Chaning broker/dealer -- ethical question

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Aug 22, 2005 3:27 pm

My husband is in the process of changing broker/dealer (one indy to another).  My husband specializes in 401k's and other qualified retirement plans.  The principal at his old OSJ told him that he has no interest in pursuing this market, (that is a main reason he is changing), however my husband got a call this morning from a contact at one of his 401k provider's that this principal is pursuing a plan that he has been prospecting and where the controller is my husband's personal client.  The principal had called the provider and asked for a copy of my husband's proposal on this plan!  Is this ethical?  How should my husband respond?

Aug 22, 2005 7:55 pm

Expect more of this type of news, concerning your husband's other clients and prospects. He needs to solidify his relationships with his clients and prospects because now they're fair game to his old firm.


Is this ethical? Morally, no. But technically, yes; since now your husband is the competition. The question is, will the prospect hand over the proposal to his old firm?


This is how I would play it: First of all, don't make a big deal of the proposed handover to the prospect. When discussing the proposal with the client, be sure to re-emphasize the additional benefits, from agreeing to this proposal, your prospect will enjoy now that your husband is indy. Then, casually bring up that you heard XYZ Firm (husband's old firm) was panicking because no one else at XYZ Firm handles retirement plans and they wanted a copy of your husband's proposal to copy and try to put something together at the last minute. 


This type of conversation should effectively destroy any credibility XYZ Firm has with your husband's prospect.


As far as any friendship with anyone at your husband's old firm, forget it. Now, it's war.

Aug 23, 2005 12:01 am
doberman:

Expect more of this type of news, concerning your husband's other clients and prospects. He needs to solidify his relationships with his clients and prospects because now they're fair game to his old firm.


Is this ethical? Morally, no. But technically, yes; since now your husband is the competition. The question is, will the prospect hand over the proposal to his old firm?


This is how I would play it: First of all, don't make a big deal of the proposed handover to the prospect. When discussing the proposal with the client, be sure to re-emphasize the additional benefits, from agreeing to this proposal, your prospect will enjoy now that your husband is indy. Then, casually bring up that you heard XYZ Firm (husband's old firm) was panicking because no one else at XYZ Firm handles retirement plans and they wanted a copy of your husband's proposal to copy and try to put something together at the last minute.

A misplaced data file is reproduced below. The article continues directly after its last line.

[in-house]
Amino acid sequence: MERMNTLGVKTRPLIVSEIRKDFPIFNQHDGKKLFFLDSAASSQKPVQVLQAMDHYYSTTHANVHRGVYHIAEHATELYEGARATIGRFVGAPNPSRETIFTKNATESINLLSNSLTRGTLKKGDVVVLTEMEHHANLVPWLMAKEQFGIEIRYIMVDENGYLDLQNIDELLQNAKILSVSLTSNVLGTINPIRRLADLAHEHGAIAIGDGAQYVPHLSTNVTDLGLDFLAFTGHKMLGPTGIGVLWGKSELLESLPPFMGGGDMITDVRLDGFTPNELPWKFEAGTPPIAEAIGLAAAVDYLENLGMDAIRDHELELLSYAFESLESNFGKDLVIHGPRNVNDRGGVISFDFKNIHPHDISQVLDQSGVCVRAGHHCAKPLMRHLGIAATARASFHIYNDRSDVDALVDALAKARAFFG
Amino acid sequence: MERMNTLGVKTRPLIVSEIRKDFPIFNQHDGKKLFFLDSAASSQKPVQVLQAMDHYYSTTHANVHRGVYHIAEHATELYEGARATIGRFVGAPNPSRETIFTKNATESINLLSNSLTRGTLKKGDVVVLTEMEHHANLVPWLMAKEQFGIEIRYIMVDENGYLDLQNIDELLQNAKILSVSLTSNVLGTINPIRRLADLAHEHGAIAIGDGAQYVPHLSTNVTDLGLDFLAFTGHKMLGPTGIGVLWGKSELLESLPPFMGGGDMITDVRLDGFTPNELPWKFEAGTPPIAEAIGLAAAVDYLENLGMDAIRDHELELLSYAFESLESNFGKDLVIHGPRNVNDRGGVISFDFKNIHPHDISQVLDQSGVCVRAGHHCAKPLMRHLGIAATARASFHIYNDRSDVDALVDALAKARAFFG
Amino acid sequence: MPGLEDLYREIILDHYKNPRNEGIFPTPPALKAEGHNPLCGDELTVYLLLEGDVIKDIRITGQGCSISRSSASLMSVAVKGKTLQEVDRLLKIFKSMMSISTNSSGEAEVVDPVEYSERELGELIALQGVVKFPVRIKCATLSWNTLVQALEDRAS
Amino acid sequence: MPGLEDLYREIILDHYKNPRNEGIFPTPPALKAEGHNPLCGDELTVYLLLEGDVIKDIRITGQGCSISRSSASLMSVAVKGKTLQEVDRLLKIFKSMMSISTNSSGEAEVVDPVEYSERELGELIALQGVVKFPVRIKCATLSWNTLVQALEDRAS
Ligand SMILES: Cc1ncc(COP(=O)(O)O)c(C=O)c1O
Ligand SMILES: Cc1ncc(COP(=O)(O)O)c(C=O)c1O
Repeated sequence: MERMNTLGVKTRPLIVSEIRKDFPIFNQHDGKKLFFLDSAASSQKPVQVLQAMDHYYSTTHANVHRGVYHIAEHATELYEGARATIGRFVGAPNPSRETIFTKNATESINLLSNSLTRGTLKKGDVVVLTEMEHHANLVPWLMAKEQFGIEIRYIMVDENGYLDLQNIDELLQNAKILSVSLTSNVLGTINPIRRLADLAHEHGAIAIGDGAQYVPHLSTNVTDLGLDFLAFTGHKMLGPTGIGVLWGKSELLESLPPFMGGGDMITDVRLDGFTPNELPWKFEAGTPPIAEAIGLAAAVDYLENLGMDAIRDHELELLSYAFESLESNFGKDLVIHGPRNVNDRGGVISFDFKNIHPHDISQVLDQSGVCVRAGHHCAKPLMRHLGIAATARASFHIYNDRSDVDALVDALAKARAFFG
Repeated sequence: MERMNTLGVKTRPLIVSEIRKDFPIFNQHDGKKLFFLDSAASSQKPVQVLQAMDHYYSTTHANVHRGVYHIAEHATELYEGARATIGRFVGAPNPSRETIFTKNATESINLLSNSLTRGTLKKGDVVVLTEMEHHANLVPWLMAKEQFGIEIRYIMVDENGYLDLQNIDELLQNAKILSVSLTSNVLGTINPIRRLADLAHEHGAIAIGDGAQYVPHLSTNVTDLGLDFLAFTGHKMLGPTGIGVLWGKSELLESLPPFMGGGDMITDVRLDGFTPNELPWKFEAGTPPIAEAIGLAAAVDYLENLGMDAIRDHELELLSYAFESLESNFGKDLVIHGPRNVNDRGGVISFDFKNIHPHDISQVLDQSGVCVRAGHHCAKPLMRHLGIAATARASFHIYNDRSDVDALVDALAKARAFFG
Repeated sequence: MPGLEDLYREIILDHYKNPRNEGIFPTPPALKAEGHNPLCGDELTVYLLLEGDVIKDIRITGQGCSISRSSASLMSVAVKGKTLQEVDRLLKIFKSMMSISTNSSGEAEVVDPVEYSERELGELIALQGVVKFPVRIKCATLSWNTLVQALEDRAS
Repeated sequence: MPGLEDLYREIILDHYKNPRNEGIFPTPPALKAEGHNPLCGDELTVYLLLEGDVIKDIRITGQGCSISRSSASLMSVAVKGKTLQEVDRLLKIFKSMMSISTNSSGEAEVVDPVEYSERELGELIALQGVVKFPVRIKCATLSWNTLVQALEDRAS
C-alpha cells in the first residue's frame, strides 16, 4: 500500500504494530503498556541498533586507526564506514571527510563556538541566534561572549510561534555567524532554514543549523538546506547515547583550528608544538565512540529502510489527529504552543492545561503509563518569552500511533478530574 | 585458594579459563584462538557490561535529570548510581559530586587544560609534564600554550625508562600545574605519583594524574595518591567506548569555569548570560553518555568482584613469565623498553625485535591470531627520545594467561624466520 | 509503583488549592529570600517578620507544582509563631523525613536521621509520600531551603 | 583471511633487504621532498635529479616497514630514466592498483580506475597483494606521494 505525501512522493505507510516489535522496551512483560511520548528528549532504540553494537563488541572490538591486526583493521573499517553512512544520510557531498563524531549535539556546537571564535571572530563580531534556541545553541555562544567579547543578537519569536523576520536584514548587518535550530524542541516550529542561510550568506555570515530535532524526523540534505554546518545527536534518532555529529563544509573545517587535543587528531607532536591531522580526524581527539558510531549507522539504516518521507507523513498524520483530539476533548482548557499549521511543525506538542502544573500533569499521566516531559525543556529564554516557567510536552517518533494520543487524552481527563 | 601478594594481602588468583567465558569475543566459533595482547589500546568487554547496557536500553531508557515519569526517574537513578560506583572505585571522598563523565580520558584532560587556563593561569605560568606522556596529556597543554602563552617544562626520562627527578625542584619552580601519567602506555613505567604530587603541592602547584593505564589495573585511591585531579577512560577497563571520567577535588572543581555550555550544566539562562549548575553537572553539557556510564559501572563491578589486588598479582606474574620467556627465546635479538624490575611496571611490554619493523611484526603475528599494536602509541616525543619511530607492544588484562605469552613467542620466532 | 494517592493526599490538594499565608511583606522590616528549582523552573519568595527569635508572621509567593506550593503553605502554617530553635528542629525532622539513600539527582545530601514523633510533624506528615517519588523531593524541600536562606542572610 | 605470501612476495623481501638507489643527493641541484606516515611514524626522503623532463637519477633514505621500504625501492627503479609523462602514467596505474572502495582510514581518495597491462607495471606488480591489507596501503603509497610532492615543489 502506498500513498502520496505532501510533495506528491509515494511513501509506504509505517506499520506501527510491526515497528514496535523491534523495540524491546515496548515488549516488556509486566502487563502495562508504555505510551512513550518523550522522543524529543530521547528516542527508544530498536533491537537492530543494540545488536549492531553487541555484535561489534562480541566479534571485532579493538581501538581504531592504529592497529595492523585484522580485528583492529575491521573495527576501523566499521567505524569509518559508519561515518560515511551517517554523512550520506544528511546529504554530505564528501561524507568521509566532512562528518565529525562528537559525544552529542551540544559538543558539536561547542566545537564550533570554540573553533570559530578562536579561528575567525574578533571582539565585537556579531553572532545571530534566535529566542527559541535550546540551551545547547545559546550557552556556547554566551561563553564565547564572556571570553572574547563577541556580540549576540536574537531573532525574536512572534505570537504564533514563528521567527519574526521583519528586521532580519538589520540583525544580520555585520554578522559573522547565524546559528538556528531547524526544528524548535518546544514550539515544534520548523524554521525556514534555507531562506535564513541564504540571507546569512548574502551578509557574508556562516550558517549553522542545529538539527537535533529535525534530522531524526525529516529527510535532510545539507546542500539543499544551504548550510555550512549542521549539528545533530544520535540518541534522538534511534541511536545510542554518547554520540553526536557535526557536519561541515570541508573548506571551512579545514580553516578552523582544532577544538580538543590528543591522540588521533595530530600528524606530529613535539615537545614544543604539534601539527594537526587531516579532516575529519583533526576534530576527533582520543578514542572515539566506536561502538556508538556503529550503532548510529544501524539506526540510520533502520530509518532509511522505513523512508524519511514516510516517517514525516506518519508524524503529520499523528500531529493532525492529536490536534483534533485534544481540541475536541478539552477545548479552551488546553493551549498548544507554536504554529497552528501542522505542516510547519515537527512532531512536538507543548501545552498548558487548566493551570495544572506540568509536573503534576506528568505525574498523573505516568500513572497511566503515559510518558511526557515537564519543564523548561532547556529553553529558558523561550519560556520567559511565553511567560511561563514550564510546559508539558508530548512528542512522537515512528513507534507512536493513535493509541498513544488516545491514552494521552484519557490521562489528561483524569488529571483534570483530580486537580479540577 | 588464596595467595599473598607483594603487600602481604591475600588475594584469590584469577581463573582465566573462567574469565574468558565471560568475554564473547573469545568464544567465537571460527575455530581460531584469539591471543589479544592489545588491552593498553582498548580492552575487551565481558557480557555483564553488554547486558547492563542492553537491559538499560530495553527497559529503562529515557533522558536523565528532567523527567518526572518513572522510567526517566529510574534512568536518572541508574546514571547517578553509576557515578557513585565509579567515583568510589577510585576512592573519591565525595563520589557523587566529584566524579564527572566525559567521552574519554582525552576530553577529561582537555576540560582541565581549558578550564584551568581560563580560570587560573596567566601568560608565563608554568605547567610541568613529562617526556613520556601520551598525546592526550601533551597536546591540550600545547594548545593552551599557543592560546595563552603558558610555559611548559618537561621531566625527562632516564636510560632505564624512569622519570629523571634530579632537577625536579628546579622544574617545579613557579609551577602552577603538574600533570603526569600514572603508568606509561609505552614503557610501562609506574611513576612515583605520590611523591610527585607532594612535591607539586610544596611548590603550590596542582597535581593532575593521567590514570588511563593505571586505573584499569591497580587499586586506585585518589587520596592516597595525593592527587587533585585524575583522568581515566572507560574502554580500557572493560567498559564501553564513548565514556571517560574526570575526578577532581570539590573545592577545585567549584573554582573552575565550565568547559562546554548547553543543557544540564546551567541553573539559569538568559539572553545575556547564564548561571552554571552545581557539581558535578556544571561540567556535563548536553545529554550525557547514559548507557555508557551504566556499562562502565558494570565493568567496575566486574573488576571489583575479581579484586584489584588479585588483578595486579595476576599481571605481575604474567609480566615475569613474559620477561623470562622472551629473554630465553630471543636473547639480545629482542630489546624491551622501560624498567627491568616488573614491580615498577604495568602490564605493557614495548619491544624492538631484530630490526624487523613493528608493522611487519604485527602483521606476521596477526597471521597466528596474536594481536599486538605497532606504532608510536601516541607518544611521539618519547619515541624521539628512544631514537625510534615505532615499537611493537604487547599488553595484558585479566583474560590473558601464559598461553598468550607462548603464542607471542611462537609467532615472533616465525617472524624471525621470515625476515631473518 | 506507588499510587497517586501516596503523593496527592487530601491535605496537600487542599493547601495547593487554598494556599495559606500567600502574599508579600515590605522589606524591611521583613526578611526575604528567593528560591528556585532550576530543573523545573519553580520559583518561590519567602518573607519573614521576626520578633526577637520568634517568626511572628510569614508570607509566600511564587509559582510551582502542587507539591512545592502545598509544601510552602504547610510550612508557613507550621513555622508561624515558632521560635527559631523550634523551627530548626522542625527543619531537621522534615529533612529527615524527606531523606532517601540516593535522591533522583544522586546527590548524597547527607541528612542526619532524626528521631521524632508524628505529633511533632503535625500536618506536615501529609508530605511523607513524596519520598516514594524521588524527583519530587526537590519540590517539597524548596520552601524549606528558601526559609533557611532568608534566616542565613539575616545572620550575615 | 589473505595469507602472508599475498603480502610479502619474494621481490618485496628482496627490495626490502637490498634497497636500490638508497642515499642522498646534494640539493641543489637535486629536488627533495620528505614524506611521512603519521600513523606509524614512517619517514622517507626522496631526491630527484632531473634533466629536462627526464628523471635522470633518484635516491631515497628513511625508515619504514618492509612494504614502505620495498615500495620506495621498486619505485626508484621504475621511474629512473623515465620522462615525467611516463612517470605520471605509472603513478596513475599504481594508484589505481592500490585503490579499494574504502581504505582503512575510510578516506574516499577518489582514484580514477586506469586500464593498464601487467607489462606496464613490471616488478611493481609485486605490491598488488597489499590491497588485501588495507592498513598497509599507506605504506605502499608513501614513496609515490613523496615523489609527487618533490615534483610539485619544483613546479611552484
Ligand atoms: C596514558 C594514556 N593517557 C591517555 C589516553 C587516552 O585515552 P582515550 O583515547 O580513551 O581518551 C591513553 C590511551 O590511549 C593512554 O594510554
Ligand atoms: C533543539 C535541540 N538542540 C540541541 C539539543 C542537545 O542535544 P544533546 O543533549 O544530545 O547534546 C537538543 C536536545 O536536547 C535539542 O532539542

This type of conversation should effectively destroy any credibility XYZ Firm has with your husband's prospect.


As far as any friendship with anyone at your husband's old firm, forget it. Now, it's war.



Hey Dobie-he's already indy.  Moving from one Indy firm to another....

Aug 23, 2005 11:40 am

When an NFL Defensive back intercepts a pass.....He is supposed to run towards the goal! There is nothing immorral or unathical about getting business from the competition. If he was snaking clients while a the same firm..that's scummy (and still happens all..the...time). It's our job to play as hard as we can for our respective firms!

Aug 23, 2005 12:34 pm

There's nothing wrong with competition.  The ethics in question is that the principal called the fund company (401k provider) and asked for a copy of my husband's proposal -- instead of the principal going back to the plan sponsor and doing his own fact finding and requesting his own proposal.

Aug 23, 2005 12:43 pm

IIII  see!! You are right.... it can be ugly.

Aug 24, 2005 12:01 am

Suebee


did the fund company/provider give the plan to the principal?

Aug 24, 2005 7:50 am

No, the person at the fund company called my husband just to let him know the request was made, but they will not give it to the principal.  The fund company knows that my husband is changing broker/dealer.

Aug 24, 2005 9:09 am

So what's the problem?


As long as your husband is still with his current BD then his CURRENT principal has the right to review all of his presentations.


The ethics in question are actually your husband's.  Until he leaves his current BD he shouldn't expect to receive a free ride on current business (or pending business) that he plans to transfer.  The principal has a right to try and conserve business (or pending) business relationships that were forged under his supervision.

Aug 24, 2005 10:25 am

suebee


Im going to turn this around a little.  Did your husband take any client information with him (like copies of plans etc)?  If so he might want to return it.  He's opening up a huge can of worms if he did.   I've been through the legal process and thats a huge part of it.  If his old firm can prove he took any client/firm information you guys have some real problems. 


By the way im not trying to point fingers i just don't want you or your hubbie to deal with the crap i did.  By the way I didnt take any info with me when i made my jump however the old firm didnt believe me and it got ugly.